Sometimes I look at people who call themselves Christians and cannot help but think, “I want nothing to do with their ‘God.'”
I am proud to say that I was raised in a Christian household and that I am a follower of Jesus Christ, the God of Abraham, Isaac, and Jacob. I love God. But sometimes people’s actions make me doubt whether we serve the same God. Vicious, malicious, abusing people do horrible, hurtful things, and then turn around and talk about how great God is and how wonderful life is serving Him. Their lifestyles make their ‘God’ seem fake. My reaction to that is, “I want nothing to do with the God of that person.”
Then I look at other Christians and cannot help but want to know their God. People who live good lives, who go out of their way not to hurt others, who have a simple intimacy with God. These people live out their faith on a daily basis with no faking or pretense. They know God, and it is evident in everything they do. How can I not want to follow the God of people like this?
I recently sat down and had a long talk with God about this dichotomy. How can people who claim to follow the same God have such different expressions of Him? Surely the God of the first group cannot be the same as the God of the second?
I went on like this for a long time, not letting God get a word in edgewise. When I finally shut up long enough, I heard His quiet voice whisper to me: “Must I be the ‘God of this’ or the ‘God of that’? The pagans have their god of wind and god of love and god of war. But me? I AM. What else do you need Me to be? What else is there? I AM. I AM God, but My children reflect me with different levels of perfection. When you look at some, you see a clear picture of who I am, but when you look at others you still see much of the world obscuring My image. I am still cleaning My children, making them into a better reflection of Me.”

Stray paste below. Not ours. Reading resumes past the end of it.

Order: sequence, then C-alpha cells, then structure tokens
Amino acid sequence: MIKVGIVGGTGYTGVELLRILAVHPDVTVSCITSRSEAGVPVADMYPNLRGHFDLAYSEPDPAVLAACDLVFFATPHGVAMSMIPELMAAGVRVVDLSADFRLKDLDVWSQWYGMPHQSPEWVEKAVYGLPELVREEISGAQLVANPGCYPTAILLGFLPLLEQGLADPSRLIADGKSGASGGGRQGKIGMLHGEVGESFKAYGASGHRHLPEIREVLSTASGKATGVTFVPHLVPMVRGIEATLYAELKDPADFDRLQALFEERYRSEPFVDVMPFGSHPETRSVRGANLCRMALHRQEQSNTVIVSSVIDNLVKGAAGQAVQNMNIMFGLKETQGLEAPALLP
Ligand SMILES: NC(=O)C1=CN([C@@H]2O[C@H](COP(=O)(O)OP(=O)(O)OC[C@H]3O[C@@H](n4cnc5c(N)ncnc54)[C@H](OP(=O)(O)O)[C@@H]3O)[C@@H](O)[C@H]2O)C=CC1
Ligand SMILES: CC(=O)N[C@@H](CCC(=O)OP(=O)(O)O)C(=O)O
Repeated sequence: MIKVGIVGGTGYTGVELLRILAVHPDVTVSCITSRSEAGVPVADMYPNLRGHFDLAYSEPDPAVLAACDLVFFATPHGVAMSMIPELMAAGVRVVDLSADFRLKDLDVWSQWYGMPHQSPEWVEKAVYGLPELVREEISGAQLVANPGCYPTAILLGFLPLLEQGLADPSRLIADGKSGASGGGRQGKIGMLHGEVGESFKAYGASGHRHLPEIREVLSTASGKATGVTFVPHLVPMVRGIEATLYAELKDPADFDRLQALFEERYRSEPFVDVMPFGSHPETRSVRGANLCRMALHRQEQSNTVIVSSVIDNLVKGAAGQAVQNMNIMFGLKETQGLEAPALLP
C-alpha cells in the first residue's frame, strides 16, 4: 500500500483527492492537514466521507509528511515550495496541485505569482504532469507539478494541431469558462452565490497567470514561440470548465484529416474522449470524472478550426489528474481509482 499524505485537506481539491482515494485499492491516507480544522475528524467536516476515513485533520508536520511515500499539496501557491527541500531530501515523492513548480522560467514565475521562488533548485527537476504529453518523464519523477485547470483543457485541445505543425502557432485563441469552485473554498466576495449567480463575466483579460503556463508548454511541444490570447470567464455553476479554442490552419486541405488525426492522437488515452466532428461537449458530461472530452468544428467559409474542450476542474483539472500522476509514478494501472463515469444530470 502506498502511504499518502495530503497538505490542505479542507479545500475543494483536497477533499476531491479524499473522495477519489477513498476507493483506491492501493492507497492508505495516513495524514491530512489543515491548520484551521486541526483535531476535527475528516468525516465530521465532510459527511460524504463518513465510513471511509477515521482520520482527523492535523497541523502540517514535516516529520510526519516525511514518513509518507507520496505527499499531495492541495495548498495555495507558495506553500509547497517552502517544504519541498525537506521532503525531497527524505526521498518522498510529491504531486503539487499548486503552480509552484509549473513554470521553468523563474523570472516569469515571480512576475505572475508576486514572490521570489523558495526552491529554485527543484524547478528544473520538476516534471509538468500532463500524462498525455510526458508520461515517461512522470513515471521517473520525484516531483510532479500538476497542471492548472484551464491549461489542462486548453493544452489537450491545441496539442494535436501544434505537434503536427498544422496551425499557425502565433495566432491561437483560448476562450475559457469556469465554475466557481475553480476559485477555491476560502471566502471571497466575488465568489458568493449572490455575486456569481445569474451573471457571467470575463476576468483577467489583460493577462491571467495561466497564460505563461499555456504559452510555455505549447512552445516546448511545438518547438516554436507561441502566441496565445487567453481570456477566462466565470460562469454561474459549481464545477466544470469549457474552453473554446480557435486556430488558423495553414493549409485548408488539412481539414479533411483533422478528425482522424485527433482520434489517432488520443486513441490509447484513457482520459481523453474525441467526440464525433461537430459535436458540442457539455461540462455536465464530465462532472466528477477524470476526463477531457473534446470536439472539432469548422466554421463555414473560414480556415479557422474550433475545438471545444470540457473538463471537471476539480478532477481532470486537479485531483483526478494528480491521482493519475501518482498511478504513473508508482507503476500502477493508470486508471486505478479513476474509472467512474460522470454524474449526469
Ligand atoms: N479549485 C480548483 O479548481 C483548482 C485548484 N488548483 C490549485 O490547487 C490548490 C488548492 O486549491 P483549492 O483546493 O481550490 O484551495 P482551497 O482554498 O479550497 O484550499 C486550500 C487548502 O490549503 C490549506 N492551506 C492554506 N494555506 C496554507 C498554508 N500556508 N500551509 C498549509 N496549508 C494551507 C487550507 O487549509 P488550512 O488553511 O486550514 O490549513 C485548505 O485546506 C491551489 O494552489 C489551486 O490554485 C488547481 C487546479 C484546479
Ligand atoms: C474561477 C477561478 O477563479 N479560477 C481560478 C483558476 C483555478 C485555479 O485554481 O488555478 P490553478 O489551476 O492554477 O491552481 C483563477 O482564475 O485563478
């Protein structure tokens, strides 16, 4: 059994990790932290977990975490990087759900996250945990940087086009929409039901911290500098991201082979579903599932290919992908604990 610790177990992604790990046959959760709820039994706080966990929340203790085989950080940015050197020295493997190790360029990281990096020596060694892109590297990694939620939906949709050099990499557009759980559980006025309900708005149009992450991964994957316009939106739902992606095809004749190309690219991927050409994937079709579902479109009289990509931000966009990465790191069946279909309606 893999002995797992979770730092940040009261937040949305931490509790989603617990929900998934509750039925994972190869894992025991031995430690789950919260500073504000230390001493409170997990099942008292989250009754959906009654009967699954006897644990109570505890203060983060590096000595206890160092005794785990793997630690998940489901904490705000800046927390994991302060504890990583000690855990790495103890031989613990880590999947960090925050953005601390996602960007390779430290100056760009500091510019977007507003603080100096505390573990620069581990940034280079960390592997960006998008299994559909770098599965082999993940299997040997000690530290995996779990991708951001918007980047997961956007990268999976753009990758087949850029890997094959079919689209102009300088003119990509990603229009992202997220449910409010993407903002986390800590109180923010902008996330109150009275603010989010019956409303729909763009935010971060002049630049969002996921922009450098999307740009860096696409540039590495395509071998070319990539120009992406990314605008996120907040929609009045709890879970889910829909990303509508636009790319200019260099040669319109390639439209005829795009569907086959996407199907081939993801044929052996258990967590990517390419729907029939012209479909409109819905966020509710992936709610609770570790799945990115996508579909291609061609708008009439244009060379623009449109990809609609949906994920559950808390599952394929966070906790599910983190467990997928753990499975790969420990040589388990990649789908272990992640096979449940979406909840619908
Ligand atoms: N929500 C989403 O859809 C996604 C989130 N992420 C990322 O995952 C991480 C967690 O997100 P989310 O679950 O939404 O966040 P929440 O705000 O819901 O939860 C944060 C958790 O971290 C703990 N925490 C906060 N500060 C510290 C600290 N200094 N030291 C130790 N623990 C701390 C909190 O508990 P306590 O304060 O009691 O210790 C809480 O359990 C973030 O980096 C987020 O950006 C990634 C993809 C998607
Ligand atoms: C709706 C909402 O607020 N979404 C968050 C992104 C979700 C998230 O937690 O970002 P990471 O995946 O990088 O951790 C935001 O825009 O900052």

Instead of following the “God of this person” or the “God of that person,” I now simply choose to follow “I AM”: the God who is big enough to handle even my own poor reflection of Him.
During my freshman year in college my friends introduced me to the wonderful world that is the musical Wicked. Never has there been a set of songs that I connect with in so many different ways at so many different levels. The lines I keep coming back to over and over again, though, are from the song “For Good” (watch the clip here):
Who can say if I’ve been changed for the better?
But because I knew you, I have been changed for good.
No one who has paid any attention to human behavior will deny that a person’s friends directly affect the person. In fact, Solomon knew this way back in the 10th century BC when he said, “Become wise by walking with the wise; hang out with fools and watch your life fall to pieces” (Proverbs 13:20, The Message). Teenagers rail at their parents about how their friends are not bad influences on them, but there is wisdom to the parents’ opposition to “bad friends.” Parents want their children to have friends who will change them for the better. Ideally, we should want friends who will change us for the better, too.
Unfortunately, that’s not how it always works out. We don’t always get to choose our friends based on their potential impact on us. Sometimes we’re “stuck” with the friends who are willing to accept us. The less mainstream a person is, the less ability a person has to choose his/her friends.
My friends my freshman year of college were all the “outcast” type people. We all never really had a bunch of friends growing up, but we managed to find each other in college and form a tight group of friends. We all had our baggage we brought with us to the friendships; some might say we had more baggage than the average person. Everyone’s baggage kept bumping up against everyone else’s, and at some point some people’s bags got swapped. We learned new bad habits from each other. My friends did not necessarily change me for the better that year. But they did change me for good.
Through the mistakes we made I learned more about myself and how to be a good person than I ever possibly could have if I had different friends. My friends changed me, but then it was up to me to turn that change into either a positive or a negative. I know beyond a shadow of a doubt that without those horrible, wonderful friends I would not be the person I am today. And I like who I am.